• Efficient incident reporting of all cybersecurity instances.


The Four Phases of the regulation

The regulation is a significant shift for institutions in New York so the NYDFS decided to introduce a phased approach of compliance with each phase having an effective date to allow organizations to implement each component of the new framework.   

Two phases have already passed.

Phase 1. Implementing the basics, effective February 15, 2018.

Each institution had to design a cybersecurity policy, designate a Chief Information Security Officer (CISO), and establish an incident response plan, which includes a plan for breach notifications within 72 hours.

Phase 2. Establishing Reporting Functions, Effective, March 1st, 2018.

Under the new regulation, a CISO is now responsible for preparing an annual report covering an organization’s information security policies and procedures, cyber risks, and the effectiveness of its cybersecurity programs. The institutions were also required to design and implement a cybersecurity program that continually tests the organization’s vulnerabilities and multi-factor authentication.

Phase 3, Developing a Cybersecurity program, effective September 3rd, 2018.

All the organisation must now implement a cybersecurity program that includes;

  • Keep a detailed audit trail showing the detection of and response cyber security events, this record must be kept for 5 years.
  • Documented procedures, guidelines, and standards for secure practices around applications and the testing of any external applications that may affect them.
  • Data retention policies for the disposal of nonpublic personal information.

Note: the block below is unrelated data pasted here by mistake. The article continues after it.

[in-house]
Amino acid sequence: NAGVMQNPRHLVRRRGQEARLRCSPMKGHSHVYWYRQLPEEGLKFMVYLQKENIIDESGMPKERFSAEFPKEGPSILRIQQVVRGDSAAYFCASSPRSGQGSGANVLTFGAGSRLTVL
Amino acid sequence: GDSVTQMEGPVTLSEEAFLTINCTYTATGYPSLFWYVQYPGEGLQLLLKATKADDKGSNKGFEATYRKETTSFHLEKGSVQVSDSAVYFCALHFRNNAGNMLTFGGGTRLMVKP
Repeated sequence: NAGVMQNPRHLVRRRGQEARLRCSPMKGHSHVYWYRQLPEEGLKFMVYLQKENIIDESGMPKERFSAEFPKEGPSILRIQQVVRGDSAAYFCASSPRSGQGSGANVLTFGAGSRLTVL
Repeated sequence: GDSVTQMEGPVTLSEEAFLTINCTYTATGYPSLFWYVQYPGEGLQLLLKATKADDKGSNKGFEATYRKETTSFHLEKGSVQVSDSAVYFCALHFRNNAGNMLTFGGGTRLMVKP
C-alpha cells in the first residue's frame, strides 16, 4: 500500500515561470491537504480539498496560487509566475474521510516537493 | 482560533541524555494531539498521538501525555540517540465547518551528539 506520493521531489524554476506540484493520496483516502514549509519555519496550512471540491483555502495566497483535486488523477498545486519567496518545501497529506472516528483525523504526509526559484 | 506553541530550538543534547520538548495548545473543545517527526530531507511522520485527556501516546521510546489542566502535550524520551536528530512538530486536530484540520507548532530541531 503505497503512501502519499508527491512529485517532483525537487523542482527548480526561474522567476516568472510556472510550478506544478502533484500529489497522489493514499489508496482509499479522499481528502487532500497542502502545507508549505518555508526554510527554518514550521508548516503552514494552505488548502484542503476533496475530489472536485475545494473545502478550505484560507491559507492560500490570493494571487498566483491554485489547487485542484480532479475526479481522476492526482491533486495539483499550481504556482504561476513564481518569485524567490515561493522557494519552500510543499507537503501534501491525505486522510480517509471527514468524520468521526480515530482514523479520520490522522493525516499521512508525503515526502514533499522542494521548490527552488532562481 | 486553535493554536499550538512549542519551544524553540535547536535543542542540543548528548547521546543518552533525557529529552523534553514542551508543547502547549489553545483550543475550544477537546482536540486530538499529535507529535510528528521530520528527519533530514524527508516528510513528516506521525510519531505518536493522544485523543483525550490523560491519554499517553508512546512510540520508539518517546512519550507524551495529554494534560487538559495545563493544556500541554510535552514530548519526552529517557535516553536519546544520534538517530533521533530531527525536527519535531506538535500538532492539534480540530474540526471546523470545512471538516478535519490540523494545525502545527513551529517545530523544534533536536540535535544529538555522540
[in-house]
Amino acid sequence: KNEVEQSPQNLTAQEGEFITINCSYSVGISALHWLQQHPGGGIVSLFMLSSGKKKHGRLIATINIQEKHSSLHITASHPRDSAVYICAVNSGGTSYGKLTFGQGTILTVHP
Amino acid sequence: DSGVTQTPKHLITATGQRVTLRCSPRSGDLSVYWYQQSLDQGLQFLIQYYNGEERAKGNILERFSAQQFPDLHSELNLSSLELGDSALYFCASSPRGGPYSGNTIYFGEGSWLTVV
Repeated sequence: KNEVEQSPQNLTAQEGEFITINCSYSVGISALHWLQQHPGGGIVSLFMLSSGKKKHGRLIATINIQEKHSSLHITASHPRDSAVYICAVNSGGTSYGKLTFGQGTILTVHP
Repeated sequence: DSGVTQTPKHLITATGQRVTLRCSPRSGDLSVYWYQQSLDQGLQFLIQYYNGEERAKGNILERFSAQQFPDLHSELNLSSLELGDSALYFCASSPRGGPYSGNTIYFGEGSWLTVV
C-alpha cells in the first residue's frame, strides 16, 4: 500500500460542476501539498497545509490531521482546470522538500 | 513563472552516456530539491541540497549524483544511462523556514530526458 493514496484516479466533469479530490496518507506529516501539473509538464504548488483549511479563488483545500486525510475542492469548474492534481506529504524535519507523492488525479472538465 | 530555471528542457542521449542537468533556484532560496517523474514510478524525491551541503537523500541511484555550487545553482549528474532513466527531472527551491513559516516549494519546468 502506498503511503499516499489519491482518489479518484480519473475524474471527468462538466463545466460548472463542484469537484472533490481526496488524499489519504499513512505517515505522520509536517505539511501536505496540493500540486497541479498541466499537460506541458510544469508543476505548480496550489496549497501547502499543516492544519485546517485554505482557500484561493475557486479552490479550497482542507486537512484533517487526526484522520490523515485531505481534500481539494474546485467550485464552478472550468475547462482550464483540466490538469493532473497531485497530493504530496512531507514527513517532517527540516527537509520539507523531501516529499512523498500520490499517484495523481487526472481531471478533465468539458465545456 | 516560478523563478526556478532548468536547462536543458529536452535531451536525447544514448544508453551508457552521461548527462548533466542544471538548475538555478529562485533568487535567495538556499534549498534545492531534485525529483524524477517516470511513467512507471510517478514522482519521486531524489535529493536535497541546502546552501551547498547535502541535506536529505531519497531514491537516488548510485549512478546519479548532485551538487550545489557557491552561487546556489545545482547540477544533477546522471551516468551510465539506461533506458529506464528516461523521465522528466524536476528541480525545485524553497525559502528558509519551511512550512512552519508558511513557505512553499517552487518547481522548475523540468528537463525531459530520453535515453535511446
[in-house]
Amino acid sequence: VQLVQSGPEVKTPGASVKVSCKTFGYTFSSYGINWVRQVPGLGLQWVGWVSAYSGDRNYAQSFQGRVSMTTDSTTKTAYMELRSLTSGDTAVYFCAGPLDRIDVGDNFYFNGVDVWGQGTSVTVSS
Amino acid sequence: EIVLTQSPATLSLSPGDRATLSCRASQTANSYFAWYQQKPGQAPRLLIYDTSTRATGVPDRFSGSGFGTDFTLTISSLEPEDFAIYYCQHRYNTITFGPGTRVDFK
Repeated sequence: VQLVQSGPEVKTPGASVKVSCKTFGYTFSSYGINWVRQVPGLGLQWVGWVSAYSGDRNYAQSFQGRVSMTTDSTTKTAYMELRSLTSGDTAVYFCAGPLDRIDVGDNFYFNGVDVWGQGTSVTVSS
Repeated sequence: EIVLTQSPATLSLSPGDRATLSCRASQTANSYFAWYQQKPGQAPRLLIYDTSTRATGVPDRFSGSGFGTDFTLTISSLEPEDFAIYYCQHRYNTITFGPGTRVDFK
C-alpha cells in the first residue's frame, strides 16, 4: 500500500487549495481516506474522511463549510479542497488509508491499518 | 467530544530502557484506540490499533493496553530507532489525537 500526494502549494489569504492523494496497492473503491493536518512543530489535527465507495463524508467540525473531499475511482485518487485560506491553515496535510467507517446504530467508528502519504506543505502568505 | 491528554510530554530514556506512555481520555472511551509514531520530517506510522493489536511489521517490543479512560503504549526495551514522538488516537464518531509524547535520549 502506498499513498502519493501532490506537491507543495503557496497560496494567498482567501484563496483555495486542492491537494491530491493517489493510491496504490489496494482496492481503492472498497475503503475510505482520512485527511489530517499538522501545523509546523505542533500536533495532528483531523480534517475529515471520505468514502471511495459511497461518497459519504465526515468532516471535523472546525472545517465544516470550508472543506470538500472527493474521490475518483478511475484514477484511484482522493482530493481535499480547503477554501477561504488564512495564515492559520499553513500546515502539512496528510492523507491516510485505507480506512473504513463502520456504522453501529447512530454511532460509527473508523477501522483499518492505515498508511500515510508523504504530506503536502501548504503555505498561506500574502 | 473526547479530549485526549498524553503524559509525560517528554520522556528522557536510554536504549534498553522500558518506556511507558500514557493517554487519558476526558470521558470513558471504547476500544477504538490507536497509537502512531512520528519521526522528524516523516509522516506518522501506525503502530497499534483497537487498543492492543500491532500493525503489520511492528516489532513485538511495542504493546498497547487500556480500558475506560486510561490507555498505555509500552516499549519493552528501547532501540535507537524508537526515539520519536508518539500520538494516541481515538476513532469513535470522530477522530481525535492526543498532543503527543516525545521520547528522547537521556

• The implementation of security controls, such as encryption of non-public business relations and personal information.

Phase 4. Securing Third Parties, effective March 1st, 2019.

The final phase focuses on third-party service providers and the expected security policy has to define at a minimum, the following:

  • The identification and risk assessment of third parties to service providers;
  • Cybersecurity requirements that must be met in order to conduct business between covered entities and the third-party service providers;
  • The implementation of due diligence processes to evaluate the adequacy of cybersecurity practice of the service providers; and
  • Periodic assessments of third-party policies, procedures, and controls.



The new regulations being implemented are as a result of a long history of damaging cyber attacks and data breaches in the financial industry. This industry has been plagued with cyber breaches due to the sensitive nature of the data it regularly stores and processes. The data is, therefore, an attractive target for attackers who hope to profit from the lack of adequate cybersecurity defences the financial industry has had previous to this regulation. Following the implementation of this new regulation, financial services companies will be positioned to actively reduce the threat of cyber breach instances by maintaining good data security practices as part of their business-as-usual operations.

The main message running through this regulation is for financial institutions to conduct regular and comprehensive cybersecurity practices in order to prevent data breaches from occurring. This is a potent message considering that data breaches are on the rise globally and organisations must adapt quickly and efficiently to maintain the security of their customer’s information.

To help you evaluate your current cybersecurity risk or to conduct a risk assessment with the 23 NYCRR 500, schedule a meeting with one of our North American experts here: